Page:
Under King Solomon the land of Israel arose to greatness as never before and never afterwards. All the countries around Israel, and some that were far away, sent their princes to visit Solomon. And every one who saw him wondered at his wisdom and his skill to answer hard questions. It was said that King Solomon was the wisest man in all the world. He wrote many of the wise sayings in the Book of Proverbs, and many more that have been lost. He wrote more than a thousand songs. He spoke of trees, and of animals, and of birds, and of fishes. From many lands people came to see Solomon's splendor in living and to listen to his wise words.

In a land more than a thousand miles from Jerusalem, on the south of Arabia, in the land of Sheba, the queen heard of Solomon's wisdom. She left her home, with a great company of her nobles, riding on camels and bearing rich gifts; and she came to visit King Solomon. The queen of Sheba brought to Solomon many hard questions, and she told him all that was in her heart. Solomon answered all her questions, and showed her all the glory of his palace, and his throne, and his servants, and the richness of his table, and the steps by which he went up from his palace to the house of the Lord. And when she had heard and seen all, she said

"All that I heard in my own land of your wisdom and your greatness was true. But I did not believe it until I came and saw your kingdom. And not half was told me; for your wisdom and your splendor are far beyond what I had heard. Happy are those who are always before you to hear vour wisdom! Blessed be the Lord thy God, who has set thee on the throne of Israel!"

And the queen of Sheba gave to Solomon great treasures of gold, and sweet-smelling spices, and perfumes; and Solomon also made to her rich presents. Then she went back to her own land.

The Queen of Sheba comes to see Solomon


Solomon's great palace, where he lived in state, stood on the southern slope of Mount Moriah, a little lower than the Temple. Its pillars of cedar were very many, so that they stood like a forest; and on that account it was called "The House of the Forest of Lebanon." From this palace a wide staircase of stone led up to the Temple, and Solomon and his princes walked up these stairs when they went to worship.

But there was a dark side as well as a bright side to the reign of Solomon. His palaces, and the walled cities that he built to protect his kingdom on all sides, and the splendor of his court, cost much money. To pay for these he laid heavy taxes upon his people, and from all the tribes he compelled many of the men to work on buildings. to become soldiers in his arniy, to labor in his fields, and to serve in his household. Before the close of Solomon's reign the cry of the people rose up against Solomon and his rule, on account of the heavy burdens that he had laid upon the land.

Solomon was very wise in affairs of the world, but he had no feeling for the poor of the land, nor did he love God with all his heart. He chose for his queen a daughter of Pharoah, the king of Egypt, and he built for her a splendid palace. And he married many other women who were the daughters of kings. These women had worshipped idols in their own homes, and to please them, Solomon built on the Mount of Olives a temple of idols, in full view of the Temple of the Lord. So images of Baal, and the Asherah, and of Chemosh, the idol of the Moabites, and of Molech, the idol of the Ammonites, stood on the hill in front of Jerusalem; and to these images King Solomon himself offered sacrifices. How great was the shame of the good men in Israel when they saw their king surrounded by idol-priests, and bowing down upon his face before images of stone!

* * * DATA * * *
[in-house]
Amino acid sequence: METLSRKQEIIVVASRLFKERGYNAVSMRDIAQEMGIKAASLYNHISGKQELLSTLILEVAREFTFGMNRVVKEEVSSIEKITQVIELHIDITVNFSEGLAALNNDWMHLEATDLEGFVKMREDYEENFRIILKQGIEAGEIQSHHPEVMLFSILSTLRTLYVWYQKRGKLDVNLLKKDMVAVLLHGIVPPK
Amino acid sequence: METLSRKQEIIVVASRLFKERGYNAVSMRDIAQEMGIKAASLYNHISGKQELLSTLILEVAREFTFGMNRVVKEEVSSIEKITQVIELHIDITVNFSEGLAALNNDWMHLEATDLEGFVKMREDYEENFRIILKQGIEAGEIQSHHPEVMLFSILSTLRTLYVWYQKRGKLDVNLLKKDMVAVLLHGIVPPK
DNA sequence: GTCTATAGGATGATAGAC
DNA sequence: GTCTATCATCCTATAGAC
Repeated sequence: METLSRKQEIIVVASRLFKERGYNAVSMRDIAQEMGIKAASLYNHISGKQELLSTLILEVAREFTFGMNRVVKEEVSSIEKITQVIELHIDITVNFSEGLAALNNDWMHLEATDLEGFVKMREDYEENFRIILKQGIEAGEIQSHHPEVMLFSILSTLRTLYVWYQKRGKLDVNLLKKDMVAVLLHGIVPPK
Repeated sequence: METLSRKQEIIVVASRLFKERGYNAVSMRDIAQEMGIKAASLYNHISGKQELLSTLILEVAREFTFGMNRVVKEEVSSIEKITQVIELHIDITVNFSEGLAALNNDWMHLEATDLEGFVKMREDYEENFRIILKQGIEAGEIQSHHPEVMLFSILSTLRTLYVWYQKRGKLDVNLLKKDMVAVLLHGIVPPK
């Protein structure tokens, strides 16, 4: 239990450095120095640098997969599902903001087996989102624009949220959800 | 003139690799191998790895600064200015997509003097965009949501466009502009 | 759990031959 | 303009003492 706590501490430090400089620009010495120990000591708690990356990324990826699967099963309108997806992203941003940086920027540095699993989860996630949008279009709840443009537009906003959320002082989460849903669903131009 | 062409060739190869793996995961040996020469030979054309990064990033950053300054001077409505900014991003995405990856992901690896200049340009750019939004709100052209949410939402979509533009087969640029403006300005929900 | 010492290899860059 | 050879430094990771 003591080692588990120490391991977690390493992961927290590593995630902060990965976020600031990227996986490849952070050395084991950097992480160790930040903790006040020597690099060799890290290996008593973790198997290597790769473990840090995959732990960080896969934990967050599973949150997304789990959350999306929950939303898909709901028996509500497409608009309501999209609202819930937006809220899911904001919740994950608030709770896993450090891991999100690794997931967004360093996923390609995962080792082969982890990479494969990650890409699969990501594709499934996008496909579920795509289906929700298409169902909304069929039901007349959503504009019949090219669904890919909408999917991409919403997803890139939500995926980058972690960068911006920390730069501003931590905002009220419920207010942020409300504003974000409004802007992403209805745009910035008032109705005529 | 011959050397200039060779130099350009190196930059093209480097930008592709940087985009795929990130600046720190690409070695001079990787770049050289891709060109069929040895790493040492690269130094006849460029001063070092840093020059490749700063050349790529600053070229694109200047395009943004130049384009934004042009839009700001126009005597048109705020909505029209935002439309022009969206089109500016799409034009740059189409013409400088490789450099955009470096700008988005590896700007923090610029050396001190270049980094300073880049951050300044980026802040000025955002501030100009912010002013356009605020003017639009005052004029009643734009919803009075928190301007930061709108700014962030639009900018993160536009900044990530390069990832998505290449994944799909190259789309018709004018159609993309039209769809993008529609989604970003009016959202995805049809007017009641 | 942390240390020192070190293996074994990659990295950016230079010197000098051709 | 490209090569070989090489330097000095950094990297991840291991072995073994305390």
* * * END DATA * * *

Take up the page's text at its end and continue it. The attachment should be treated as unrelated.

The Lord was very angry with Solomon for all this, and the Lord said to Solomon, "Since you have done these wicked things, and have not kept your promise to serve me, and because you have turned aside from my commands, I will surely take away the kingdom of Israel from your son, and will give it to one of your servants. But for the sake of your father, David, who loved me and obeyed my commands, I will not take away from your son all the kingdom, but I will leave to him, and to his children after him, one tribe."

The servant of King Solomon, of whom the Lord spoke, was a young man of the tribe of Ephraim, named Jeroboam. He was a very able man, and in the building of one of Solomon's castles he had charge over all the work done by the men of his tribe. One day a prophet of the Lord, named Ahijah, met the young Jeroboam as he was going out of Jerusalem. Ahijah took off his own manthle, which was a new one, and tore it into twelve pieces. Ten of these pieces he gave to Jeroboam, saying to him:

"Take these ten pieces, for thus saith the Lord, the God of Israel, I will tear the kingdom out of the hand of Solomon's son, and will give ten tribes to you. But Solomon's son shall have one tribe for my servant David's sake, and for the sake of Jerusalem. You shall reign over tem of the tribes of Israel, and shall have all that you desire. And if you will do my will, saith the Lord, then I will be with you, and will give to your children and children's children to rule long over this land."

When King Solomon heard what the prophet Ahijah had said and done, he tried to kill Jeroboam. But Jeroboam fled into Egypt, and stayed there until the end of Solomon's reign.

Solomon reigned in all forty years, as David had reigned before him. He died, and was buried on Mount Zion, and Rehoboam, his son, became king in his place.

Sometimes the reign of Solomon has been called "the Golden Age of Israel," because it was a time of peace, and of wide rule, and of great riches. But it would be better to call it "the Gilded Age," because under all the show and glitter of Solomon's reign there were many evil things, a king allowing and helping the worship of idols, a court filled with idle and useless nobles, and the poor of the land heavily burdened with taxes and labor. The empire of Solomon was ready to fall in pieces, and the fall soon came.